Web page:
d. Certificate of Registration – The Board when satisfied about the fulfilment of the requirements of the regulations may grant certificate for registration in Form B. The Board can also lay certain conditions on grant of the certificate of registration which shall be valid till the AIF is wound up.
Q 4. What are the categories under which the registration can be granted?
The registration can be applied for under any of the three below mentioned categories:
|Category I AIF
||Category II AIF
|Category III AIF
Further, the AIF which has been granted registration under a particular category cannot change its category subsequent to registration, except with the approval of the Board.
Q 5. What are the conditions and restrictions on Investments?
All AIF shall state investment strategy, investment purpose and its investment methodology in its placement memorandum to the investors. In order to invest in the AIF registered under any of the three categories, the investment shall be subject to the conditions below:
a. Investors – The AIF may raise funds from any investor whether Indian, foreign or non-resident Indians by way of issue of units.
b. Minimum Corpus – Each scheme of the AIF shall have corpus of at least twenty crore rupees.
c. Minimum investment value – The AIF shall not accept from an investor, an investment of value less than one crore rupees; provided that in case of investors who are employees or directors of the AIF or employees or directors of the Manager, the minimum value of investment shall be twenty-five lakh rupees.
d. Continuing interest – The Manager or Sponsor shall have a continuing interest in the AIF of not at least 2.5% of the corpus or Rs. 5 crores, whichever is lower, in the form of investment in the AIF and such interest shall not be through the waiver of management fees; provided that for Category III AIF, the continuing interest shall be not less than 5% of the corpus or Rs. 10 crores, whichever is lower.
e. Disclosure of investment – The Manager or Sponsor shall disclose their investment in the AIF to the investors of the AIF.
f. Limit on maximum investors – No scheme of the AIF shall have more than 1,000 investors; provided that the provisions of the Companies Act, 2013 shall apply to the AIF, if it is formed as a company.
g. Private placement – The AIF shall collect investment only by way of private placement.
h. Material alteration – Any material alteration to the fund strategy shall be made with the consent of at least two-thirds of unit holders by value of their investment in the AIF.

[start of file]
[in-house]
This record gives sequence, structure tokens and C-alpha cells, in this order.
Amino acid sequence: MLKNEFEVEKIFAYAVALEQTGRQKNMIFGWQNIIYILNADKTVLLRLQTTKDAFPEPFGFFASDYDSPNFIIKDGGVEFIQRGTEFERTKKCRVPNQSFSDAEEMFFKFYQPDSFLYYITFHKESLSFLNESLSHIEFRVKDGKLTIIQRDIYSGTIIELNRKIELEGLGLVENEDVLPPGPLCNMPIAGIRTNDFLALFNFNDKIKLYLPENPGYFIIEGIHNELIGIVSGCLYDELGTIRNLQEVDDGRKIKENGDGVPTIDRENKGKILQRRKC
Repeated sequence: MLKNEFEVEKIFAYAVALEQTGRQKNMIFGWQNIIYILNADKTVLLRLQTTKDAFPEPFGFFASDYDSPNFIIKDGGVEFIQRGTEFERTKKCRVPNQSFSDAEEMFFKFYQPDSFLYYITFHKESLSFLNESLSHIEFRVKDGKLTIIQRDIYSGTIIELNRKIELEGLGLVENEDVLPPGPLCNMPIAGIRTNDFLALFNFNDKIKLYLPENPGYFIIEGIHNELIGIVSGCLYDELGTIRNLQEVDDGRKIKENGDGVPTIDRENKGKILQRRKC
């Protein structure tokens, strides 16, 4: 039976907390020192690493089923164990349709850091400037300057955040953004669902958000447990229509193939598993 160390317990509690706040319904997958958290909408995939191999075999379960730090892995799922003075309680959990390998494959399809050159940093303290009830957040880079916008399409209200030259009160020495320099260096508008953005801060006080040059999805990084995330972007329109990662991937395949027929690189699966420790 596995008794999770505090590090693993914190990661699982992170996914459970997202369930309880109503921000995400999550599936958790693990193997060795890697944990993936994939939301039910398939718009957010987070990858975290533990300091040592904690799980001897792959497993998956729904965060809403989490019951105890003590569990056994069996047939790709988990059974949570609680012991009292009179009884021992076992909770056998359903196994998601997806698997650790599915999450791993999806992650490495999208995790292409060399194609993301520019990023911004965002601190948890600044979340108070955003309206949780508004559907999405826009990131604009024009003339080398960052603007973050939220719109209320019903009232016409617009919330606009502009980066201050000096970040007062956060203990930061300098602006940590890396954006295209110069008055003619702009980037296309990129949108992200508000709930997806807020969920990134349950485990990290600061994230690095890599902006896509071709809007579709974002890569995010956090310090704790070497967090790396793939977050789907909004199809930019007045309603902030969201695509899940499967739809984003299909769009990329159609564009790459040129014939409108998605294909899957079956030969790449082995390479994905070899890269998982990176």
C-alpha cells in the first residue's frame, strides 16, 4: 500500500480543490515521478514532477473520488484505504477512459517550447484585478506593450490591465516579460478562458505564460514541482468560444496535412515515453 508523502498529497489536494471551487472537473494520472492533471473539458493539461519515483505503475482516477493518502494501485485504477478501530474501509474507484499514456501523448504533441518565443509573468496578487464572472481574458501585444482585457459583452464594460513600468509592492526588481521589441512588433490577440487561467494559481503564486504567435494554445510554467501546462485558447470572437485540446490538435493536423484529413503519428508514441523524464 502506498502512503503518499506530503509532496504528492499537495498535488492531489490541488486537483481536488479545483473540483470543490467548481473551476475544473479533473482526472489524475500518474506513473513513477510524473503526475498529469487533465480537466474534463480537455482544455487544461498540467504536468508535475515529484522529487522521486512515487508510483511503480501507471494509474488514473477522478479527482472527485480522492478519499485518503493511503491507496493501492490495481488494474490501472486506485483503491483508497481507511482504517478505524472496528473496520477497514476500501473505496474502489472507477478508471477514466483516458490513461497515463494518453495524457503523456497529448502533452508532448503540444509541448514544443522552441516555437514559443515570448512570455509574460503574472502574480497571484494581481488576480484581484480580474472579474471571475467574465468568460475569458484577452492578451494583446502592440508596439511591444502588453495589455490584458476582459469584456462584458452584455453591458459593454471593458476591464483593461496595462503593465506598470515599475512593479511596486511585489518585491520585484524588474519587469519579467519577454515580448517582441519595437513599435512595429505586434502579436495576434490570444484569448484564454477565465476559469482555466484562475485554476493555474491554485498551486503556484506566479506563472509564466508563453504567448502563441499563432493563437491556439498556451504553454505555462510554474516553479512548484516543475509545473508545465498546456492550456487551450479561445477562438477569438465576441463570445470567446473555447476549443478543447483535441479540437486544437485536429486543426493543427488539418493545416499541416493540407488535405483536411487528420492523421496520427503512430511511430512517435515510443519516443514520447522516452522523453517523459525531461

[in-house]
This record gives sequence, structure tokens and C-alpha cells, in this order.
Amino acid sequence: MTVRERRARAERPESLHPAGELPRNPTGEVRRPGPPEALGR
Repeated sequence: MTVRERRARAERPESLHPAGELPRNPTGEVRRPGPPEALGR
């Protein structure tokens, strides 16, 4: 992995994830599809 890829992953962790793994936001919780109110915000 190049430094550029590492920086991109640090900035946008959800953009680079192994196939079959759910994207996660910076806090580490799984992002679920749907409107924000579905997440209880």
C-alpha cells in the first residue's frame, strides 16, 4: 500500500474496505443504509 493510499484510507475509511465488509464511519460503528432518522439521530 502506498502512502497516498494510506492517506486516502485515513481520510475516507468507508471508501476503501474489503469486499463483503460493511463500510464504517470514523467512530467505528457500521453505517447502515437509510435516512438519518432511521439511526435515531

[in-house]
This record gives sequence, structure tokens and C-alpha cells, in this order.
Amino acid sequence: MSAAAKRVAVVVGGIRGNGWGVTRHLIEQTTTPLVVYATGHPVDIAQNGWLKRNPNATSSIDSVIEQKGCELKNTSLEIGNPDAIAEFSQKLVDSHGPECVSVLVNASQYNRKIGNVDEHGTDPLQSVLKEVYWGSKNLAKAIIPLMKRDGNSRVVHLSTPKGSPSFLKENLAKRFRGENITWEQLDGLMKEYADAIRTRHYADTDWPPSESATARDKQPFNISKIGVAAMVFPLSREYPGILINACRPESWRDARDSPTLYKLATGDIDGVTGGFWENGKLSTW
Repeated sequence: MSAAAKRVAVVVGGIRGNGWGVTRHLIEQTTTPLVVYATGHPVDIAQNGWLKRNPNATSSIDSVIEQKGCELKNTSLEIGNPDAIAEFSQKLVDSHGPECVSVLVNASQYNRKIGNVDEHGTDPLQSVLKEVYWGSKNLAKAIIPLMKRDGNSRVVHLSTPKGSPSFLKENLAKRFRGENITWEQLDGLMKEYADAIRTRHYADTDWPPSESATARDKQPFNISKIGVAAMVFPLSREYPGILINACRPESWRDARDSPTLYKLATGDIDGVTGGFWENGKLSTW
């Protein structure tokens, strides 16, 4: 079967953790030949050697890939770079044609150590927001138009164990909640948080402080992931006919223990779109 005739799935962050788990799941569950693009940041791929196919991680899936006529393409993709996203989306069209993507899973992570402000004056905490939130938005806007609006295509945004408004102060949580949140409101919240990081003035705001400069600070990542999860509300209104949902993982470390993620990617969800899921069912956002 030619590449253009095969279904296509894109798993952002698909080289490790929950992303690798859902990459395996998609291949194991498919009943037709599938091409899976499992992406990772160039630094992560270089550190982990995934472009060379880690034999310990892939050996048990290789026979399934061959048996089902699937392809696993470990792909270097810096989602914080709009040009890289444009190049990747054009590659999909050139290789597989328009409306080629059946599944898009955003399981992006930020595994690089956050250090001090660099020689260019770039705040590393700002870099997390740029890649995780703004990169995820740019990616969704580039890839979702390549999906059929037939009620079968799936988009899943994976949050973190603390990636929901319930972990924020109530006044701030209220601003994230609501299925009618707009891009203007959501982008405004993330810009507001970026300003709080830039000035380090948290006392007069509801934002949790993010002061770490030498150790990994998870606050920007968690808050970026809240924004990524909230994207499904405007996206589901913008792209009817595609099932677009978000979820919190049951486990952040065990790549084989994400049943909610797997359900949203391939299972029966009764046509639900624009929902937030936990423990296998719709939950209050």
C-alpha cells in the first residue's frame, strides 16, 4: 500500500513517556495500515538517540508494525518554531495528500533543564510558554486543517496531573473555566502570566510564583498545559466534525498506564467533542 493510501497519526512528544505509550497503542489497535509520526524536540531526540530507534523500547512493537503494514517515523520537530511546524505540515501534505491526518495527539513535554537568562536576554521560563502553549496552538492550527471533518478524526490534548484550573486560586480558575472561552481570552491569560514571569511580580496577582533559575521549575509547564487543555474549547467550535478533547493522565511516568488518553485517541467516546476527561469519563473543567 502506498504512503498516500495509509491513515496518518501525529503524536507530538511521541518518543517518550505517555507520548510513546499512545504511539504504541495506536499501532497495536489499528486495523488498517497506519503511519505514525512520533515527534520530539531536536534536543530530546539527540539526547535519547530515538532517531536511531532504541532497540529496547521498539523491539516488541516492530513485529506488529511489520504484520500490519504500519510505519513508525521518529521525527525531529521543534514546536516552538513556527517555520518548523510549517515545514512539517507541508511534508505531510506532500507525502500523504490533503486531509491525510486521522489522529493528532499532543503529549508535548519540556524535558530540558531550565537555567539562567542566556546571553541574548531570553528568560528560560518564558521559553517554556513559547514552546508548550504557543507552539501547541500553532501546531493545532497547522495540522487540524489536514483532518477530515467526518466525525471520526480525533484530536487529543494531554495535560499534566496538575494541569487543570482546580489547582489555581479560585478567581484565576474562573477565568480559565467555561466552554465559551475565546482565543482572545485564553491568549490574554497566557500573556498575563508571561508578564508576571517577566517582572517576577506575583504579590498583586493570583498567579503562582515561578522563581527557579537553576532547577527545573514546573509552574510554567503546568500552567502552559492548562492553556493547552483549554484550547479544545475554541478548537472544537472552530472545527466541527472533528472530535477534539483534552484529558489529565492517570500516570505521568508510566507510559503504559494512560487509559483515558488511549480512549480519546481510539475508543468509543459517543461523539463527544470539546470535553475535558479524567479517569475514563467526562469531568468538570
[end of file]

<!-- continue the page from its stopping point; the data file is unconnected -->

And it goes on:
i. Limits of investment – Category I and II AIF shall invest not more than 25% of the investable funds in one Investee Company. Category III AIF shall invest not more than 10% of the investable funds in one Investee Company.
Q 6. How do the AIF raise investments?
a. The AIF may launch schemes subject to filing of placement memorandum with the Board in order to raise the investments.
b. Such placement memorandum shall be filed with the Board at least thirty days prior to launch of scheme along with the fees of one lakh rupees by way of direct credit in the bank account through NEFT/RTGS/IMPS or any other mode allowed by RBI or by bank draft in favour of “The Securities and Exchange Board of India” at Mumbai. Provided that payment of scheme fees shall not apply in case of launch of first scheme by the AIF.
c. The Board may communicate its comments, if any, to the applicant prior to launch of the scheme and the applicant shall incorporate the comments in the placement memorandum prior to launch of scheme.
Q 7. What is the tenure of the AIF?
Category I and II AIF or schemes launched by such funds shall have a minimum tenure of three years.
Q 8. Can the tenure of the AIF be extended?
a. The extension of the close ended AIF may be permitted up to two years subject to approval of two-thirds of the unit holders by value of their investment in the AIF.
b. The AIF shall fully liquidate within one year following expiration of the fund tenure or extended tenure in case where consent for extension is not granted.
Q 9. How can the AIF be liquidated?
In the absence of consent of its unit holders, the AIF shall fully liquidate within one year following expiration of the fund tenure or extended tenure.
Q 10. Can the units of AIF be listed?
a. The units of close ended AIF may be listed on stock exchange subject to a minimum tradable lot of one crore rupees.
b. Listing of AIF units shall be permitted only after final close of the fund or scheme.
Q 11. What are the compliances to be made by the AIF?
a. Review of policies – All AIFs are required to review that their policies and procedures are being implemented on a regular basis.
b. Custodian – AIF is required to mandatorily appoint a custodian registered with Board for safekeeping of securities if the corpus of the AIF exceeds five hundred crore rupees. Category III AIF is required to appoint such custodian irrespective of the size of corpus of the AIF.